Issue No. 04 - July/August (2006 vol. 23)
DOI Bookmark: http://doi.ieeecomputersociety.org/10.1109/MDT.2006.109
I don't think anything in our industry would get done without deadlines. We have that block of code to write by next month, a presentation to complete for a staff meeting next Friday, and that paper to write by the ITC due date. "Schedules are for slipping," said a manager in Tracy Kidder's Soul of a New Machine, but a slip just means a new deadline. I had a manager who required a date for each action item and promise. If you pushed back hard enough, you could get him to agree to a deadline to provide the deadline. It was annoying but effective—to paraphrase Dr. Johnson, a deadline concentrates the mind wonderfully.
Deadlines exist at home also, and they are just as effective. I own way too many books, many of which I haven't read, and I'm not making good progress on reading them. But when I get books from the library, with the due dates staring me in the face, somehow the library books get read. Sometimes I feel like I should borrow some of the books I own from the library so I'll get around to them.
The same goes for DVDs rented from Netflix. While there is no due date per se, my queue length gets my attention. So, I watch the DVDs that come in the mail before I get to the ones I own.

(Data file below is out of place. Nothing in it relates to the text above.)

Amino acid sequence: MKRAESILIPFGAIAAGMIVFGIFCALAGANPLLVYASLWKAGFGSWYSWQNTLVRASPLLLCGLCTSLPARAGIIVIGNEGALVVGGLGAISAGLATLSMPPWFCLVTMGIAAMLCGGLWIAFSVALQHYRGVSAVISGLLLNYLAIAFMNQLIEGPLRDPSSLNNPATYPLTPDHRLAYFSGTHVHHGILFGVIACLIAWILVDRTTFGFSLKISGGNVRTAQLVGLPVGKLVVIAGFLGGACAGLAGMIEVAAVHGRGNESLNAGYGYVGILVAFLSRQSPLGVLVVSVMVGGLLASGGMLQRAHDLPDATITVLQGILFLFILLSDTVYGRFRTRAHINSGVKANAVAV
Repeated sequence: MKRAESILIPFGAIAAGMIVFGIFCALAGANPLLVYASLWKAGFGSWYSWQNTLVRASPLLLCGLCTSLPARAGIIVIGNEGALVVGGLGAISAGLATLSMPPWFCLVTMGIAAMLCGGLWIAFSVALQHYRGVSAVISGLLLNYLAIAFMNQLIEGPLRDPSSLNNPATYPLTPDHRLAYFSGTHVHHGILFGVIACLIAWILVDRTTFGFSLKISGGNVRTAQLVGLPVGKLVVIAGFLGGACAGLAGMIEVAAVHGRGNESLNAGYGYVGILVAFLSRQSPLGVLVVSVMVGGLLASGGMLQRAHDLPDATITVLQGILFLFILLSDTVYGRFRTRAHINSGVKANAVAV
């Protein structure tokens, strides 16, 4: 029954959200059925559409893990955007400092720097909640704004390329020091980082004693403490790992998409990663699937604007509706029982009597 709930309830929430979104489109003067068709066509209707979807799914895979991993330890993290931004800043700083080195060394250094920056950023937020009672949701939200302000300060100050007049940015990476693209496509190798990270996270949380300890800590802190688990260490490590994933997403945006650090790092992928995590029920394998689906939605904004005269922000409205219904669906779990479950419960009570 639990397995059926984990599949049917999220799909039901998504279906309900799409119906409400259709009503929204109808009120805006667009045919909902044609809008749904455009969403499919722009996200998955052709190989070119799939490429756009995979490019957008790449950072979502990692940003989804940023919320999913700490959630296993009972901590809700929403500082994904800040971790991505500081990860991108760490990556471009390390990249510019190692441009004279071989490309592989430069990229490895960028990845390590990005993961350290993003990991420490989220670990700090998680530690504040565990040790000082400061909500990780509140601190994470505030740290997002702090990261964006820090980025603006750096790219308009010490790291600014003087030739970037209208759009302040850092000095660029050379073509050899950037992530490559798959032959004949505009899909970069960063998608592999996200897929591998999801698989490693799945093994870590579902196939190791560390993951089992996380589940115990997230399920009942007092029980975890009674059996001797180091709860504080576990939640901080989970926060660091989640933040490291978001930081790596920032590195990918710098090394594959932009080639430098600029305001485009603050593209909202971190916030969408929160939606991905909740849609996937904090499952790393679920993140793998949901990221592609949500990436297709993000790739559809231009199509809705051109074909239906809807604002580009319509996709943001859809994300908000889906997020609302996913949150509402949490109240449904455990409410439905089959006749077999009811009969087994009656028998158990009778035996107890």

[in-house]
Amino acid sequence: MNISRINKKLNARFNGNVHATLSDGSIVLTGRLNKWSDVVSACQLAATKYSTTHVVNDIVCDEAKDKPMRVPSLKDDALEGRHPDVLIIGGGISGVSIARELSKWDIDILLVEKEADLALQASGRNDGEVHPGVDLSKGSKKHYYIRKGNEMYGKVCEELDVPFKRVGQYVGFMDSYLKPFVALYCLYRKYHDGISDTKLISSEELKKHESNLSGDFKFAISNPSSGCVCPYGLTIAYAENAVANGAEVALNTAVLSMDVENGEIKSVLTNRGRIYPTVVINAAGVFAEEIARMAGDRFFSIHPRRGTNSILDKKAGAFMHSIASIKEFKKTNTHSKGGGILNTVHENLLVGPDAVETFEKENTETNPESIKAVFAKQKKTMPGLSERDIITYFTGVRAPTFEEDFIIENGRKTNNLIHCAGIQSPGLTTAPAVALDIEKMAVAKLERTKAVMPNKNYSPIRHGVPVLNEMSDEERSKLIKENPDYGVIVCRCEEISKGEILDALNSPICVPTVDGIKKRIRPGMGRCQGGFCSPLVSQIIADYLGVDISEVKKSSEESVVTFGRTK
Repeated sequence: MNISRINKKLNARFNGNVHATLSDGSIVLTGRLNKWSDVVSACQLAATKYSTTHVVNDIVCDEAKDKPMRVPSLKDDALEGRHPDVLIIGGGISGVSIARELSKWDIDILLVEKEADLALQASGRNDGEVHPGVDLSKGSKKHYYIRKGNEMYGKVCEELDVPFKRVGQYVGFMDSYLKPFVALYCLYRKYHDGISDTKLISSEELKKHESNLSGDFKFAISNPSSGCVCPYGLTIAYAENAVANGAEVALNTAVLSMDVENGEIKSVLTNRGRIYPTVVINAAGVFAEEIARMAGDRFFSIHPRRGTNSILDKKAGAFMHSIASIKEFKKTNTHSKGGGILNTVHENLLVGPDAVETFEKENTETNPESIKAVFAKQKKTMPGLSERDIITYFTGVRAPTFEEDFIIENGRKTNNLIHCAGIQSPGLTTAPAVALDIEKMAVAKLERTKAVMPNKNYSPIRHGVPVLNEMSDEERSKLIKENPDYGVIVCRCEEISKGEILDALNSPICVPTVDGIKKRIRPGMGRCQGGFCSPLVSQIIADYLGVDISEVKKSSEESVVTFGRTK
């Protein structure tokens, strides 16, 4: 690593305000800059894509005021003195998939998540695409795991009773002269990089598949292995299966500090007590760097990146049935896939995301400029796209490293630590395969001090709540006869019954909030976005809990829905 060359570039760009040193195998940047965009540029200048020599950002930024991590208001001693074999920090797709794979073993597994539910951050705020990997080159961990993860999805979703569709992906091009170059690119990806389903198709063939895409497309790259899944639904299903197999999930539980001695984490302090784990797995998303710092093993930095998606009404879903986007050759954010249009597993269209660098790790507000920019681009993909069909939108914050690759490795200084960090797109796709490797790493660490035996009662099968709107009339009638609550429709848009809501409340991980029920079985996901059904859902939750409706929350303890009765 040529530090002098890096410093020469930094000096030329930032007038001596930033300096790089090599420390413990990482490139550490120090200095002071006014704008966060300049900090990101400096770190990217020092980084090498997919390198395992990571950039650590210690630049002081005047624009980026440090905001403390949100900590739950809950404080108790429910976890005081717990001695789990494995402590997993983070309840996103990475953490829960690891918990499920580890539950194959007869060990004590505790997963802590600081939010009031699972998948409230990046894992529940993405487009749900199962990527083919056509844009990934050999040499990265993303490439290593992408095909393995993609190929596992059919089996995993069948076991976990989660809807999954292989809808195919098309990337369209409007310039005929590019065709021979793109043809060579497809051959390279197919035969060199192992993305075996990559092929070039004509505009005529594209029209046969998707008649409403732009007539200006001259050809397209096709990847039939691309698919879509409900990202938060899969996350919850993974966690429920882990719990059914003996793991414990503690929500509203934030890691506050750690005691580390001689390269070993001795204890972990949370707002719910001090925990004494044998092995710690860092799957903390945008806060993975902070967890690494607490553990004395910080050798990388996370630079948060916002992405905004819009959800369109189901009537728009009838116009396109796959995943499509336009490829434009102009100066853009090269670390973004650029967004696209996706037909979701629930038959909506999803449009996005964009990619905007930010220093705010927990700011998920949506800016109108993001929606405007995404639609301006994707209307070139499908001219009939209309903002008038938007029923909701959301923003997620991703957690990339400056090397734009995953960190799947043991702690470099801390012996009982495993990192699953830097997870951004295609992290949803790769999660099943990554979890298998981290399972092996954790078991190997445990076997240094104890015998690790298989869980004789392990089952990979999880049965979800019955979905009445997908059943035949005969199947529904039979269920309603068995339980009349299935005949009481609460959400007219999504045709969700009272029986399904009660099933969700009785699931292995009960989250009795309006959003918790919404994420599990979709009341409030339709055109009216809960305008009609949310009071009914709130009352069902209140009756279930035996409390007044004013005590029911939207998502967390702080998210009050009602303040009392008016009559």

One thing about Netflix: Their process lets them figure out which DVDs in their stock get watched and which don't.
This process got me thinking about technical papers. We read papers under deadline also. While I'll read papers that are directly relevant to my work right away, I add most to a big pile. The exceptions are papers I need to review—these get immediate attention.
Academics live by publishing. The assumption is that the act of publishing implies the act of reading. I'm not sure that's true. I have heard some journals referred to as "write only." They have small circulations, and, except for a small number of researchers working in a tiny area, most of the papers don't get read. These journals are often the ones with the highest prestige.
Perhaps citation counts would be a better indicator. But I'm not sure referencing a paper really means that it has been read. I once published a survey paper that was referenced a very satisfying number of times. I'm convinced, though, that most of those researchers referencing the paper did so to avoid including references to the many papers I referenced. Maybe they read the relevant sections of my paper, but not the whole thing.
If we really want an accurate count of what papers get read, we need an IEEE version of Netflix. Publish the abstracts, make them available online, and require users to set up a queue of the papers they want. People wouldn't have to return them, but they also wouldn't get the next until they at least looked at the paper at the top of their queue. Authors could get quarterly reports on how many people checked out their papers, as well as the time between checking it out and checking out the next. Thirty seconds might mean that someone was gaming the system by checking out lots of papers at once; five minutes might mean a quick glance found it not very useful. Maybe we could even convince universities and conferences to buy ads to encourage looking at their papers, and thus make the IEEE some money.
NetPapers might be just the thing we need to figure out who is really reading this stuff.